Biomechanical implications of the congenital bicuspid aortic valve: a finite element study of aortic root function from in vivo data.
ABSTRACT Congenital bicuspid aortic valves frequently cause aortic stenosis or regurgitation. Improved understanding of valve and root biomechanics is needed to achieve advancements in surgical repair techniques. By using imaging-derived data, finite element models were developed to quantify aortic valve and root biomechanical alterations associated with bicuspid geometry.
A dynamic 3-dimensional finite element model of the aortic root with a bicuspid aortic valve (type 1 right/left) was developed. The model's geometry was based on measurements from 2-dimensional magnetic resonance images acquired in 8 normotensive and otherwise healthy subjects with echocardiographically normal function of their bicuspid aortic valves. Numeric results were compared with those obtained from our previous model representing the normal root with a tricuspid aortic valve. The effects of raphe thickening on valve kinematics and stresses were also evaluated.
During systole, the bicuspid valve opened asymmetrically compared with the normal valve, resulting in an elliptic shape of its orifice. During diastole, the conjoint cusp occluded a larger proportion of the valve orifice and leaflet bending was altered, although competence was preserved. The bicuspid model presented higher stresses compared with the tricuspid model, particularly in the central basal region of the conjoint cusp (+800%). The presence of a raphe partially reduced stress in this region but increased stress in the other cusp.
Aortic valve function is altered in clinically normally functioning bicuspid aortic valves. Bicuspid geometry per se entails abnormal leaflet stress. The stress location suggests that leaflet stress may play a role in tissue remodeling at the raphe region and in early leaflet degeneration.
- SourceAvailable from: Luca salvatore de santo[show abstract] [hide abstract]
ABSTRACT: The present study examined temporal and spatial patterns of extracellular matrix and smooth muscle cell changes in the ascending aorta with bicuspid and tricuspid aortic valve stenosis. Wall specimens were retrieved from both the greater and the lesser curvature ("convexity" and "concavity") of 14 nonaneurysmal and 12 aneurysmal aortas (aortic ratios 1.2 and 1.5, respectively) and from 3 heart donors (normal). Immunochemistry was performed for detection of apoptotic (terminal deoxynucleotidyl transferase-mediated dUTP nick end labelling [TUNEL]-positive) and proliferating (Ki-67-positive) smooth muscle cells and for semiquantification of matrix proteins (collagens, fibronectin, tenascin, laminin). Co-immunoprecipitation assessed the extent of Bcl-2-modifying factor binding to Bcl-2, indicating a matrix-derived cytoskeleton-mediated proapoptotic signaling. Polymerase chain reaction allowed for quantification of messenger RNA expression for Bcl-2. In both bicuspid and tricuspid aneurysms, fibrillar collagens were reduced, whereas fibronectin and tenascin were increased compared with those in normal conditions. These matrix alterations were already evident in bicuspid nonaneurysmal aortas at the convexity, with significant elevation of apoptotic indexes (P = .02 bicuspid vs normal; P = .48 tricuspid vs normal). Apoptotic indexes correlated with aortic dimensions only in tricuspid aortas (P = .01). No significant increase in Ki-67 was found. Higher levels of Bcl-2-modifying factor-Bcl-2 binding were found in bicuspid nonaneurysmal aorta versus tricuspid (P = .03) and normal aortas (P = .01). Bcl-2 messenger RNA expression was reduced in the bicuspid aorta versus normal (P = .08). Smooth muscle cell apoptosis with bicuspid aortic valve stenosis occurred before overt aortic dilation, mainly at the convexity, where wall stress is expectedly higher. In this setting, a matrix-dependent proapoptotic signaling was evidenced by increased Bcl-2-modifying factor-Bcl-2 binding. Stress-dependent bicuspid aortic valve matrix changes may trigger early apoptosis by inducing cytoskeletal rearrangement.The Journal of thoracic and cardiovascular surgery 02/2008; 135(1):8-18, 18.e1-2. · 3.41 Impact Factor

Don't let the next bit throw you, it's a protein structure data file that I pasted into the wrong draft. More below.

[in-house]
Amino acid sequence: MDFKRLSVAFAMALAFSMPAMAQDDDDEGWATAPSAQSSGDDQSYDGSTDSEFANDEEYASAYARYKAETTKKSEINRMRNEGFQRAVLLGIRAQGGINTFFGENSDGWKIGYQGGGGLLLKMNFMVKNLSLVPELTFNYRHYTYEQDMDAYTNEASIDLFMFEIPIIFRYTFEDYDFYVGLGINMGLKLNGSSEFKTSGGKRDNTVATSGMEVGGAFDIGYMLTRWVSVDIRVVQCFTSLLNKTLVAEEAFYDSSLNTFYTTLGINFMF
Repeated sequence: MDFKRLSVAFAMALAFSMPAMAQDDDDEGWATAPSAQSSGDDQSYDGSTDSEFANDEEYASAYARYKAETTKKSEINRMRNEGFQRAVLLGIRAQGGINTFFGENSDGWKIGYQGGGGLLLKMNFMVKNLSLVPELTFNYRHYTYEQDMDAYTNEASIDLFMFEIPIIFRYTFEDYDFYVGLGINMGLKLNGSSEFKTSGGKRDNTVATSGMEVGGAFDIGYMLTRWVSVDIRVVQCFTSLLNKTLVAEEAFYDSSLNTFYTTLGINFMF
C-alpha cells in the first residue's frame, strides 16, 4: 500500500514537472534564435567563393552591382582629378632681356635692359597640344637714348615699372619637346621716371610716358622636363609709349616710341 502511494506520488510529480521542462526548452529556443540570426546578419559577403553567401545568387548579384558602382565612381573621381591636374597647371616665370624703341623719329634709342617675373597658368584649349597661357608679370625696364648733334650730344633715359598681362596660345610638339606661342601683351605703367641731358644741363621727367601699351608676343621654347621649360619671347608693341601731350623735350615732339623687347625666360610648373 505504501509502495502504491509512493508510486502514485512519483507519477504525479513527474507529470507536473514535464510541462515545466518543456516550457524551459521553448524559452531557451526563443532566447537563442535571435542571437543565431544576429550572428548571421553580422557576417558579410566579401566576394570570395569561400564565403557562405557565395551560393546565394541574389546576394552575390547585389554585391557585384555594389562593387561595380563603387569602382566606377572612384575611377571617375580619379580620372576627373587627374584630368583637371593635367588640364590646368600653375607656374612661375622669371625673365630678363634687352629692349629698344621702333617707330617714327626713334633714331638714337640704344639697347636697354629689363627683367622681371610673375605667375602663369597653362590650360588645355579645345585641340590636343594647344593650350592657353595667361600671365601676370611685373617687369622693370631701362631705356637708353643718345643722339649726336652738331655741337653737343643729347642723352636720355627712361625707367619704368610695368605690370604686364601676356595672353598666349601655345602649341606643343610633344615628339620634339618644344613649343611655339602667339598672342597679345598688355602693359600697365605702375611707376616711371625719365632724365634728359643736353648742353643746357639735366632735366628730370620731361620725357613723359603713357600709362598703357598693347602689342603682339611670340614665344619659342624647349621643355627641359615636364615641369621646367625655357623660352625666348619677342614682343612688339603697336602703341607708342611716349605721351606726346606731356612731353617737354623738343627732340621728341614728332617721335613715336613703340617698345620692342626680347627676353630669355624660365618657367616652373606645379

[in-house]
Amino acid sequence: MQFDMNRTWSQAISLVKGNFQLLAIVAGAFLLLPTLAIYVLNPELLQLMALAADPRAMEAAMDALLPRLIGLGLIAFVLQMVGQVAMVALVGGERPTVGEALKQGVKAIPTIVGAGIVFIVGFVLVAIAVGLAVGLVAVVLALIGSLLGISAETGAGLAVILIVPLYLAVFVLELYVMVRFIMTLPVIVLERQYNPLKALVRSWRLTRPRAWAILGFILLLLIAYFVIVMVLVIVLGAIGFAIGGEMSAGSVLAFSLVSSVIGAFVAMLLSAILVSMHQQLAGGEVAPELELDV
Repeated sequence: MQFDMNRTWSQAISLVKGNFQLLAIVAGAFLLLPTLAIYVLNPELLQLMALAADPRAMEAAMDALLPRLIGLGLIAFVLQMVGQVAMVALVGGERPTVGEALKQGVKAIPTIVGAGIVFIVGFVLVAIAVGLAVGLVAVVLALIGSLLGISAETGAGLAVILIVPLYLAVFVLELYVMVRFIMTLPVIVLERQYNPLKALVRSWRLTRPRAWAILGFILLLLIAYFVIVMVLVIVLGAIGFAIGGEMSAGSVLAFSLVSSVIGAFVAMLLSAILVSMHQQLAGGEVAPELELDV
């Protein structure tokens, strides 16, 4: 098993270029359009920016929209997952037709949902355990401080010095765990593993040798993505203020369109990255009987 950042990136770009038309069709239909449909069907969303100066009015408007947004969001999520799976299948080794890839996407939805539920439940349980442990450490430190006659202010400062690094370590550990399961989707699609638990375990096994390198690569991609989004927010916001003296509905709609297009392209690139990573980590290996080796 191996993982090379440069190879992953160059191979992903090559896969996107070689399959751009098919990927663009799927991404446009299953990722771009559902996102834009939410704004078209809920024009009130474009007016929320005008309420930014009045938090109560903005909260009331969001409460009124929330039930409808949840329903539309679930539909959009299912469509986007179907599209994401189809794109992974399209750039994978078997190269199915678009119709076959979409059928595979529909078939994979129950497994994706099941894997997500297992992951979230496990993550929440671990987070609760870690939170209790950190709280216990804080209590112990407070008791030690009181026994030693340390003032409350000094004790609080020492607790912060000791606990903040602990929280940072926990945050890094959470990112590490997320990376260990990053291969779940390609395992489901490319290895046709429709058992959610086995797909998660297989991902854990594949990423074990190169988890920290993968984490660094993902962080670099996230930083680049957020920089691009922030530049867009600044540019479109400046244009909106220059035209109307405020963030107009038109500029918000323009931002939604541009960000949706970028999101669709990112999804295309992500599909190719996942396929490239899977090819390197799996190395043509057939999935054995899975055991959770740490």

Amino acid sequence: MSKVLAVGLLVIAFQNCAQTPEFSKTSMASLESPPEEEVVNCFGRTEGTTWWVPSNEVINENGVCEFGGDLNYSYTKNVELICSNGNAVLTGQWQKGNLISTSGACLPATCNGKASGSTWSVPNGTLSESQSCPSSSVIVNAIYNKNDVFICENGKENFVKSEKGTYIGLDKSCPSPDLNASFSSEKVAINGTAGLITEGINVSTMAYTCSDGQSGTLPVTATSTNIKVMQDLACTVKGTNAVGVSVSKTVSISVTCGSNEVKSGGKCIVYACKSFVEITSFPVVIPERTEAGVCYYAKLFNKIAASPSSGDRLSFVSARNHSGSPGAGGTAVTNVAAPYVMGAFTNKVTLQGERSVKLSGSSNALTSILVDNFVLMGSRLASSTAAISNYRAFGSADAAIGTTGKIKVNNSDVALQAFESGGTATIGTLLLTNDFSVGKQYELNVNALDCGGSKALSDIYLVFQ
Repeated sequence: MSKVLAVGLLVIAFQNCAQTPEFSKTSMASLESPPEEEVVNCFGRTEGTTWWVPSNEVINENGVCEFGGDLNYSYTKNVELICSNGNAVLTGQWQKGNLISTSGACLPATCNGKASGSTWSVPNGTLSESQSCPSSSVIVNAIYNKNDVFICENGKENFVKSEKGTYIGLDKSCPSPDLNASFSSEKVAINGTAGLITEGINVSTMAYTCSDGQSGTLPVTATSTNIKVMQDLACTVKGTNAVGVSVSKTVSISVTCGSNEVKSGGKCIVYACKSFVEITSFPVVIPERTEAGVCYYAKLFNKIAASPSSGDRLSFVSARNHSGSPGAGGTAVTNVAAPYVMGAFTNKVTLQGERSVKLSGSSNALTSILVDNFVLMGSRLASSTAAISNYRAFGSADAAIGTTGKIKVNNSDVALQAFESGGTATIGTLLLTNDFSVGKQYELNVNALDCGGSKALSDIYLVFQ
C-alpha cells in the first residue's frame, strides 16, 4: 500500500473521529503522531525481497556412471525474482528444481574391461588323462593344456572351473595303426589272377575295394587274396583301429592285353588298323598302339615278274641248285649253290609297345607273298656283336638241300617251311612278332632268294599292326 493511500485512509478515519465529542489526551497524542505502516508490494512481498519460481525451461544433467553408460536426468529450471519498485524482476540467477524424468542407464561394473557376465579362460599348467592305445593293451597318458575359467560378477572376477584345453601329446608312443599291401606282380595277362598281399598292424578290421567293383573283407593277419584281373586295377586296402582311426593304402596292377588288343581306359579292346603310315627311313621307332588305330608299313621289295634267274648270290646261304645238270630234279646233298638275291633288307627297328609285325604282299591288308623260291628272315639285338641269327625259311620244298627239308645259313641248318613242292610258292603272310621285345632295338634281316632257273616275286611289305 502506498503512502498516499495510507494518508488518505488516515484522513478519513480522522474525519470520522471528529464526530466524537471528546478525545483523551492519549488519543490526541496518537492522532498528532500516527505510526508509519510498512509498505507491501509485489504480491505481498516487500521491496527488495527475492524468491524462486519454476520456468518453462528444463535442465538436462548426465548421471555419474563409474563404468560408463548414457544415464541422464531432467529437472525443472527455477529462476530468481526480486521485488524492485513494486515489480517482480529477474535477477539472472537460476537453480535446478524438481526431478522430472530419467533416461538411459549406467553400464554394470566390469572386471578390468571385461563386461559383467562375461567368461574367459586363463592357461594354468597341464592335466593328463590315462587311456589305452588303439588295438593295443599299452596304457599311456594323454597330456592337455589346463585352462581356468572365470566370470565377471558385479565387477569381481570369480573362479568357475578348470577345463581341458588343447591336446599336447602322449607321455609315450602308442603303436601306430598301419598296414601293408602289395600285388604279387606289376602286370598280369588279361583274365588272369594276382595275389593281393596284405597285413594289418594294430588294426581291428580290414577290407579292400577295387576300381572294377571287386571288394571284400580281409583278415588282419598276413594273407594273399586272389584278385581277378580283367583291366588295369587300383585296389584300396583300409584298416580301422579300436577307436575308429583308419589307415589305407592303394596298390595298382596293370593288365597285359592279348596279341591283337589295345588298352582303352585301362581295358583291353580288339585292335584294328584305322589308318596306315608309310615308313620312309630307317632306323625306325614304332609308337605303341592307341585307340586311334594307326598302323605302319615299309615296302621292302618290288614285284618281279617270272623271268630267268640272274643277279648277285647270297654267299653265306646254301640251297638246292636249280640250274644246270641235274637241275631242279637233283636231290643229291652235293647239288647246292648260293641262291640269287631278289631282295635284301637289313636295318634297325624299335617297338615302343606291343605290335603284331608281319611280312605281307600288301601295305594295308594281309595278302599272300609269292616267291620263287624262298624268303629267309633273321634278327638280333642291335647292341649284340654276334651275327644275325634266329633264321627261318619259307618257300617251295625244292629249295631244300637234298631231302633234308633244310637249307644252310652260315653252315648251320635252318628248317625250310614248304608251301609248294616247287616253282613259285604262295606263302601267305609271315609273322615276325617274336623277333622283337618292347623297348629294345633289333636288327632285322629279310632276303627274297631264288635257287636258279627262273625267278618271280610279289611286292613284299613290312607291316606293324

- [show abstract] [hide abstract]
ABSTRACT: The relation among aortic regurgitation (AR) and aortic root diameter, anthropometric variables, and aortic valve morphology was assessed in 142 patients with dilated aortic roots. The diameter of the aortic root indexed for body surface area and aortic valve sclerosis were related to the presence and severity of AR.The American Journal of Cardiology 03/2005; 95(3):417-20. · 3.21 Impact Factor
- Circulation 09/2002; 106(8):900-4. · 15.20 Impact Factor